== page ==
Ernest Lawson
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Ernest Lawson

Winter Landscape: Washington Bridge, 1905-15, Oil on canvas, 18 1/4 x 24 3/8in. Brooklyn Museum

The following information was copied from pages 427 and 428 in:

 Craven, Wayne. American Art: History and Culture. New York: Abrams, 1994.

Ernest Lawson (1873-1939), another member of the Eight, arrived in New York City in 1891, and began studying at the Art Students League.  The school had been founded in the late 1870s by students who were dissatisfied with the rigid curriculum offered by the National Academy.  Lawson also studied with two American Impressionists, J. Alden Weir and John Twachtman, at their art school in Cos Cob, Connecticut.  His attachment to the French style intensified after he went to Paris in 1893, especially after he became friends with Alfred Sisley.  While in Paris, he shared a studio with the English writer Somerset Maugham, who later used Lawson as the inspiration for the artist Frederick Lawson in his novel Of Human Bondage (1915).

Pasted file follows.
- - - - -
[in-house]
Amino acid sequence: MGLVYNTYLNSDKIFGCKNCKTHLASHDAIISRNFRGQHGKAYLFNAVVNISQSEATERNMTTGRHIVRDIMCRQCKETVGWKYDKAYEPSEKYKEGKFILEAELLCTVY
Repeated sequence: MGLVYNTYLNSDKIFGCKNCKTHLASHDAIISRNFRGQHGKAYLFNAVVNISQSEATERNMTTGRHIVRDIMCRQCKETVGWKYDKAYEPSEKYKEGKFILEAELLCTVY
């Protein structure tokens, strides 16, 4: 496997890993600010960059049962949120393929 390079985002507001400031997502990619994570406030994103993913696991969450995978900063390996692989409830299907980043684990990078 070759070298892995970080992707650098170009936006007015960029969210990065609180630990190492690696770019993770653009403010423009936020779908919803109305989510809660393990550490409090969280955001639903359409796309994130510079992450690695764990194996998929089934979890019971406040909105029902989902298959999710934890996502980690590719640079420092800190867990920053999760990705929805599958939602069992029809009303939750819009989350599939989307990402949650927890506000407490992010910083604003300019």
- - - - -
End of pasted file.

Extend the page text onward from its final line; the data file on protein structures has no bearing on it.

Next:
Returning to the United States, Lawson settled in New York City, where he met Glackens and, through him, Sloan, Luks, Shinn, and Henri.  Although the impressionist flavor of his style was very different from the darktoned work of Henri, Sloan, and Luks, he also took the city scene as his subject matter, as we see in Winter Landscape: Washington Bridge.  When Lawson first returned from Paris, he lived in Washington Heights, an area overlooking the Harlem Rover flowing through a region of the city that had not yet become urbanized.  He painted many landscapes of this part of the city between 1905 and 1915, often in the unifying whites and grays of winter snows, in an impressionist manner reminiscent of the subtle tonal harmonies of John Twachtman.

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